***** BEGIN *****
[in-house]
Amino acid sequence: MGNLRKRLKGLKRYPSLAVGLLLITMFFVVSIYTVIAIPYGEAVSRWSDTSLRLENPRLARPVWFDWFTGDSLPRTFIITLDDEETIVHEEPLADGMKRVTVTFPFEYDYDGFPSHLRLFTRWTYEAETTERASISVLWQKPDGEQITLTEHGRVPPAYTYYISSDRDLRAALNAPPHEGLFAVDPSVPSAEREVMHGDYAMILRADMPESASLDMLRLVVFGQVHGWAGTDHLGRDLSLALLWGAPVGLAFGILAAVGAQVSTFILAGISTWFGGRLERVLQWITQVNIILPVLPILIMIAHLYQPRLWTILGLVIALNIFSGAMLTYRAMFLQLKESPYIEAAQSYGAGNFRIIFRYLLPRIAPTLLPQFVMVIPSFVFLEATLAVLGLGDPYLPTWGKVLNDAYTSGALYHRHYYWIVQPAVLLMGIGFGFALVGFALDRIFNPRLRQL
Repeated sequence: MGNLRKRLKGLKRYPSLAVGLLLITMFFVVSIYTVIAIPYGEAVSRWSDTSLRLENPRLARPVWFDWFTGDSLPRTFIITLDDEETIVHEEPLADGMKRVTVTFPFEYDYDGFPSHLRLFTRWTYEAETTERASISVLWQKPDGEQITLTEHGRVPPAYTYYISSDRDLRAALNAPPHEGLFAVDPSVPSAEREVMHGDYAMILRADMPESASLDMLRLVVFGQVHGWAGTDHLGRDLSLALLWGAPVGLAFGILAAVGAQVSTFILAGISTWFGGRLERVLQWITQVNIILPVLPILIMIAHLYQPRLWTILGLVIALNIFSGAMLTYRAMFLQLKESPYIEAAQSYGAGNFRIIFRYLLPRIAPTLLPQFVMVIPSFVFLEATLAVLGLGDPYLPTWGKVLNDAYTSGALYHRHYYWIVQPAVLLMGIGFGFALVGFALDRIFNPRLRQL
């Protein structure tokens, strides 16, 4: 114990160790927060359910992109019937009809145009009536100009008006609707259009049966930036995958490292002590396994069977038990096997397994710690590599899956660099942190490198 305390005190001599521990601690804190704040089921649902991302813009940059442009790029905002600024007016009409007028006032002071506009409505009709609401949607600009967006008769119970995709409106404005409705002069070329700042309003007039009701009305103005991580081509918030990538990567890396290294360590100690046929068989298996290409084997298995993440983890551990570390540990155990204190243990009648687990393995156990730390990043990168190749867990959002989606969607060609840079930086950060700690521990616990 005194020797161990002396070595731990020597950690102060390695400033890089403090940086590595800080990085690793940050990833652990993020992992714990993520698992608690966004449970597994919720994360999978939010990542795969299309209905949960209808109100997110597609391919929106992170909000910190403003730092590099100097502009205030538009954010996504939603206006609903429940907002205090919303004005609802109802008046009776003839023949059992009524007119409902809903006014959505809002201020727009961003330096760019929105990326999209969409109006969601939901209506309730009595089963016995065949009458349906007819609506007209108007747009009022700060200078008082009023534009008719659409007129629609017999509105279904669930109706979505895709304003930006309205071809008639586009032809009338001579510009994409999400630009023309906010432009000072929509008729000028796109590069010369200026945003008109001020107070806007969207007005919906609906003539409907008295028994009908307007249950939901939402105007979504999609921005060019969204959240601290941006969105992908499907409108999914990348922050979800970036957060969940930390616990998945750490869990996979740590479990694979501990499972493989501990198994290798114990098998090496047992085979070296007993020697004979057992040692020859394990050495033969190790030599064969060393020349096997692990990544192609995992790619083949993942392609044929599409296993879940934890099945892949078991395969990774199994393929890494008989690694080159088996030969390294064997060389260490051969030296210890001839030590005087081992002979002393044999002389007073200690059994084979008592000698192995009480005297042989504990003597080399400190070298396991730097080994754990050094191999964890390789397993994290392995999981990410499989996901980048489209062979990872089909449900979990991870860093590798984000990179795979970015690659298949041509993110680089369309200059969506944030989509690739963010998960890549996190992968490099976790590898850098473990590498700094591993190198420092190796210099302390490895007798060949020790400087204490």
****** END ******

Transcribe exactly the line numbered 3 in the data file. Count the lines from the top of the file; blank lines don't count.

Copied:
Repeated sequence: MGNLRKRLKGLKRYPSLAVGLLLITMFFVVSIYTVIAIPYGEAVSRWSDTSLRLENPRLARPVWFDWFTGDSLPRTFIITLDDEETIVHEEPLADGMKRVTVTFPFEYDYDGFPSHLRLFTRWTYEAETTERASISVLWQKPDGEQITLTEHGRVPPAYTYYISSDRDLRAALNAPPHEGLFAVDPSVPSAEREVMHGDYAMILRADMPESASLDMLRLVVFGQVHGWAGTDHLGRDLSLALLWGAPVGLAFGILAAVGAQVSTFILAGISTWFGGRLERVLQWITQVNIILPVLPILIMIAHLYQPRLWTILGLVIALNIFSGAMLTYRAMFLQLKESPYIEAAQSYGAGNFRIIFRYLLPRIAPTLLPQFVMVIPSFVFLEATLAVLGLGDPYLPTWGKVLNDAYTSGALYHRHYYWIVQPAVLLMGIGFGFALVGFALDRIFNPRLRQL